gabor csupo

Animator Gabor Csupo created Duckman. The Duckman animation series used Zappa music as background and featured the voice of Dweezil Zappa. Gabor Csupo also did the album cover artwork for Zappa's "The Lost Episodes".

random notes

     From: dan the kitti man (
Csupo = co-founder of Glaspy-Csupo, who created duckman (and duckman used fz music as background music & featured the voice of dweezil zappa) and rugrats (music by mark mothersbaugh who also did music for pee wee's playhouse -- and Gary Panter who did production design for PWP did the album covers for Sleep Dirt, Studio Tan & Orchestral Favorites) and also has a record company called tonal casualties (distributing robert williams' DWDD which features Mark Mothersbaugh on Barbara & Jay).

     From: Patrick Neve (
Artworks by Gabor Csupo, Moon Zappa, and others had been on display at the  Zappa themed restaurant "Lumpy Gravy" in LA, and also at their website.
Unfortunately both ventures seem to be defunct.

     From: "daniel e. mcanulty" (mcanulty@MIT.EDU)
lumpy gravy has closed due to financial problems I think, csupo's wife or something.

actually here's the quote, just put this in:  Bret Crain is Csupo's girlfriend, not wife, that's important, I remember now why I put in the 'or something' to denote that ambiguity.  But she's just his girlfriend.


HUH Magazine article by Gabor Csupo jul.1995

Note: All FZ's comments were made in a January, 1993 conversation with the annotator unless otherwise specified. All comments by other persons were also made to the annotator unless otherwise specified. FZ's original notes for The Lost Episodes included only bare-bones information about recording circumstance and personnel. Sometimes even this information was absent, and attempts have been made to complete it when possible.

I discovered Frank Zappa's music in the early Years of the '70s, back in my home country, Budapest, Hungary. I was about 20 years old, and just went through eight years of music training, and four years of art school, and all I cared about was art and music (big coincidence, huh?). Of course, I had some interest in girls too, but since I had no formal training regarding that matter, I thought I shouldn't mention it. It was a hell of a time for a guy like me, who was really hungry for some good music to listen to. I wanted access to anything more exciting than the local radio hits. Western music was not available to the public on vinyl or on tape. But if you were lucky, you could catch it on the radio in certain programs a couple hours a week. Of course, that just didn't cut it. Then one day I found this hidden little place in the suburbs of Budapest, called the Record Club.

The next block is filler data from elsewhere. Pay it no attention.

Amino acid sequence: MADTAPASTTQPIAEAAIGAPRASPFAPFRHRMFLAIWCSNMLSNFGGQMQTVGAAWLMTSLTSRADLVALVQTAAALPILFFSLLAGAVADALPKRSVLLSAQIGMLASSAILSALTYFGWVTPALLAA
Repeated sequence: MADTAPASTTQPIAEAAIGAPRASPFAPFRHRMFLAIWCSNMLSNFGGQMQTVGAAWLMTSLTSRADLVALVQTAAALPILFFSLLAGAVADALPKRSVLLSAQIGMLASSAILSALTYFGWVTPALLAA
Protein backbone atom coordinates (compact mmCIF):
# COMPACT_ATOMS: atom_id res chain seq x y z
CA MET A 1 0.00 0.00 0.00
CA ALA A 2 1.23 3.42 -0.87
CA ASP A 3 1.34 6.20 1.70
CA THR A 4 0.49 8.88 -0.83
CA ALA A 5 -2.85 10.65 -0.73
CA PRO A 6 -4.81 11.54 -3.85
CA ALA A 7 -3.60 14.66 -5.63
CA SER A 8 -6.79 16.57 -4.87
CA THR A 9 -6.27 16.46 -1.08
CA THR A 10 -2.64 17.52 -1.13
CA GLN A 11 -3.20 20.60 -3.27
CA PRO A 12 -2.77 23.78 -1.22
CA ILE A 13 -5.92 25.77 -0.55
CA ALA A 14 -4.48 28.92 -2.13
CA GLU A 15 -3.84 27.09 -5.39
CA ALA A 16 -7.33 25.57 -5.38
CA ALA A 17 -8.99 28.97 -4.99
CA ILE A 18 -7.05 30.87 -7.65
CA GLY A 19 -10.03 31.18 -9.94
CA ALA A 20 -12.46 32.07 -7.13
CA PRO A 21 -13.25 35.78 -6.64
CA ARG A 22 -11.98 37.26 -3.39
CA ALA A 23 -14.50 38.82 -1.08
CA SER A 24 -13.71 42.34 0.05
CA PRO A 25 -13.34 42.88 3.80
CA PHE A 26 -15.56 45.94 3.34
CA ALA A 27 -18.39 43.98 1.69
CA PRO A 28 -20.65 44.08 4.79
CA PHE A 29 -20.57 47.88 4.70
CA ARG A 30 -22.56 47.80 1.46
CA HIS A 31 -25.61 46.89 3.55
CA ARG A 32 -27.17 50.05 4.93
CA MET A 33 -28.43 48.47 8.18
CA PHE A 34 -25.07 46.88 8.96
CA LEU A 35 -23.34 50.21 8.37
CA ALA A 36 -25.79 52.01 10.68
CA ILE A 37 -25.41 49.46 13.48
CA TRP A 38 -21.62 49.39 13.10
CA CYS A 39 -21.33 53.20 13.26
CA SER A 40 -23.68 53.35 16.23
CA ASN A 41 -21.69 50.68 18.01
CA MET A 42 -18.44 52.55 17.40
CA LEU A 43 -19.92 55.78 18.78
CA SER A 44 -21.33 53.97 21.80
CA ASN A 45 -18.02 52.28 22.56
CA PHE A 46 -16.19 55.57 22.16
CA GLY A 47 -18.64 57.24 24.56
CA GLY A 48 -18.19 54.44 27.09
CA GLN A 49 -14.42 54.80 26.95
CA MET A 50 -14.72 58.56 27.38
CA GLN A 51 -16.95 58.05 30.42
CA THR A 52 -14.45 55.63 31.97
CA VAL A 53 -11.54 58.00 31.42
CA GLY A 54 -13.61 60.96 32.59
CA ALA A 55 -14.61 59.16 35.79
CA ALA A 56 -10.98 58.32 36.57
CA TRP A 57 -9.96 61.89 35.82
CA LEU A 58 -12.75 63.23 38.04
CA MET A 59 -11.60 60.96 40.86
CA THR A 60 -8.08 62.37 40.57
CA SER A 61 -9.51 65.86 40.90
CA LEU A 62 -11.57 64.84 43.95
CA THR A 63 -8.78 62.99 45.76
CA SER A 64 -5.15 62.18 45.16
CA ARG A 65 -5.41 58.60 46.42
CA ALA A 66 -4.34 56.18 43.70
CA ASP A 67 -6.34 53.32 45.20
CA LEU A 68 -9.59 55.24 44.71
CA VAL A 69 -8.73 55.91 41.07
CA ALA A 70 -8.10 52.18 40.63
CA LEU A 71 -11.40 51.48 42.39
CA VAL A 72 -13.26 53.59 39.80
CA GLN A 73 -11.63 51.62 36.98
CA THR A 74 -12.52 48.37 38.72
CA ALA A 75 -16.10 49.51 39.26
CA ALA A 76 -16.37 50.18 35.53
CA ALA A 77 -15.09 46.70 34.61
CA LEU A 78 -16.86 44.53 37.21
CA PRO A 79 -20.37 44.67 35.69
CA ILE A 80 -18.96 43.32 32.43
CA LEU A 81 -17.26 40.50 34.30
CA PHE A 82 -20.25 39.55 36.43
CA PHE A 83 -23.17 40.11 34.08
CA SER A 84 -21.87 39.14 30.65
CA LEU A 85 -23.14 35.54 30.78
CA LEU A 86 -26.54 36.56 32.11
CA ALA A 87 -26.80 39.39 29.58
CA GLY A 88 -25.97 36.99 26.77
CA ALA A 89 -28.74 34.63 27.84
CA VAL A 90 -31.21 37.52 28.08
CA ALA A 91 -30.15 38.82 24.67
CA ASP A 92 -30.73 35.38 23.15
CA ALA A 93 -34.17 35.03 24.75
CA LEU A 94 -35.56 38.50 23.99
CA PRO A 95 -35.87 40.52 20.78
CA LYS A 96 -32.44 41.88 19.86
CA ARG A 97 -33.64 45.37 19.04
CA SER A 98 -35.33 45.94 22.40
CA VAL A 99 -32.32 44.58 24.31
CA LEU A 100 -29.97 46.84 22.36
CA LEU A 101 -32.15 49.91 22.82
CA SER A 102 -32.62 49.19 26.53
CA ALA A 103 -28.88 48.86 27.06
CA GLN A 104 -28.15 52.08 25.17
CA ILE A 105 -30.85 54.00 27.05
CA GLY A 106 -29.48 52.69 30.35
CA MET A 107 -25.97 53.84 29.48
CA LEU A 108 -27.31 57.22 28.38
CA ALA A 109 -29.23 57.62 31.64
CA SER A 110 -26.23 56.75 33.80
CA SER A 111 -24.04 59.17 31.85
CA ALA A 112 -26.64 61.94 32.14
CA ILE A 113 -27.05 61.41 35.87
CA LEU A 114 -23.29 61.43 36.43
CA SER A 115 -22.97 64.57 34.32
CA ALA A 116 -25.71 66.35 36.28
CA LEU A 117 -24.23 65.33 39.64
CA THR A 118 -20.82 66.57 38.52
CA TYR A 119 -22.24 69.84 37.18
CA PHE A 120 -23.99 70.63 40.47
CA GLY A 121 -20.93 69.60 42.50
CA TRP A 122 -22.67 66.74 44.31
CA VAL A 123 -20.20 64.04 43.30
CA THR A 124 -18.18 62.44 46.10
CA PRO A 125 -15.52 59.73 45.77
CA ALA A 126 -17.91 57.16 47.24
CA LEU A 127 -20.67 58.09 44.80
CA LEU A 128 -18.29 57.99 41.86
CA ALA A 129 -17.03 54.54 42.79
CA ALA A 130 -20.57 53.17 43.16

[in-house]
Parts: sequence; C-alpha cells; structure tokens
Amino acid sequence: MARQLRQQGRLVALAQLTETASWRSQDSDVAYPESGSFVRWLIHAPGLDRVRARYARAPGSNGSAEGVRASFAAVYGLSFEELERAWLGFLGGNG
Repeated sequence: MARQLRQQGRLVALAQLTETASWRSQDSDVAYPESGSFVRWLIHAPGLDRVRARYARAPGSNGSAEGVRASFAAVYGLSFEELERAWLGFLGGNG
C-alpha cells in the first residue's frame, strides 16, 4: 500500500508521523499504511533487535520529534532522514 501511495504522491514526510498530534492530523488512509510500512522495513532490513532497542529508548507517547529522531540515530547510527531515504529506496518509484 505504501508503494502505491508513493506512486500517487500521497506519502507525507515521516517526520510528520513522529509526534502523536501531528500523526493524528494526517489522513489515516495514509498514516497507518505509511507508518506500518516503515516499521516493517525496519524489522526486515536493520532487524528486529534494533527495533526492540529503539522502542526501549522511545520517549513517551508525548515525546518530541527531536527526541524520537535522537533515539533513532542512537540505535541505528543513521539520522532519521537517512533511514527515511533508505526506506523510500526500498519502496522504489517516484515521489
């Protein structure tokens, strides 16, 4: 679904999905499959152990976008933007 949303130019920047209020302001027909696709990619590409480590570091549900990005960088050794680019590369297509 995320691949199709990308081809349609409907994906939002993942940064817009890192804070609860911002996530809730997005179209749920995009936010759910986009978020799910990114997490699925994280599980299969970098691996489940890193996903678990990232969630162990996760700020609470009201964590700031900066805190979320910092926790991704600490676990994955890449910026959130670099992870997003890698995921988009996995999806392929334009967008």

They played some records smuggled in from the western countries on a cheap turntable, and anyone with a recorder could tape it for a small fee. So I dragged in my two-ton (Czechoslovakian made) reel to reel Tesla recorder and started to build a library. Since you paid for each alum you taped, you had to be selective of the type of music you wanted to spend your lunch money on. I was already skinny, but after being there months I turned into a skeleton and a music expert. I found that the so-called intellectual or serious recordings with multilayered musical textures were a lot more satisfying for me to listen to, simply because I just loved that sound which was so distinct from the rest of the crap on the radio. Second, I thought that I got more bang for my money if I could listen to it more than once and still be unable to whistle along with the melody. In other words, the music didn't get boring, but more exciting after every listen.

So I started to collect recordings from King Crimson, Yes, Genesis, Soft Machine, Mahavishnu Orchestra, Return to Forever, Miles Davis, Herbie Hancock, Weather Report and, of course, Frank Zappa. Frank's music become an instant favorite of mine. I understood the humor in his music without understanding his words and loved the staccato rhythm, unexpected changes in structure and melody, his excellent virtuoso guitar playing, his deep cool voice and the way he mixed rock & roll with orchestration and jazzy overtones. This guy certainly was not imitating anything or anybody out there. And that's a sign of a true talent. I still remember the day when I finally got my own, first ever, original Zappa LP. I was walking on the streets of Budapest in late 1974, when this guy in a long coat approached me: "Would you like to buy some really cool LPs, man?" So I followed this strange character behind a dark alley, where he revealed from under his coat about five beaten up, used LPs. The usual stuff: bootleg Beatles, Rolling Stones, Bee Gees, Abba ... "Cool LPs, huh?" I said disappointedly. Then he revealed the last album, and there it was: Frank Zappa's full-blown face on the cover, with his unmistakable thick mustache. Apostrophe('), it said on the top. "How much is this?" I asked with a shaky voice. "You can have that cheap, because it's hard to whistle to," said the guy, surprised by my choice. I ended up paying a "discount price" of 1,000 forint for it, (at that time I earned 1200 forint a month working full-time as a window display designer) and although I didn't gain weight for a while again, I never felt sorry I made that investment. I loved that album so much, I listened to it a thousand times, and yes, I could whistle to all the songs on it. Little did I know then, that later in my life Frank Zappa would become a major influence on me artistically, inspiring me in my career to always go after the new, the pioneering and the challenging, never imitating anything, and always looking to surprise with the unexpected. Little did I also know, that this man who I worshipped so much through the years would become my personal friend almost 18 years later. As it turned out, fate brought me to the same city he loved, and our friendship truly began when he discovered and appreciated my ambitions in animation, and my knowledge about his music.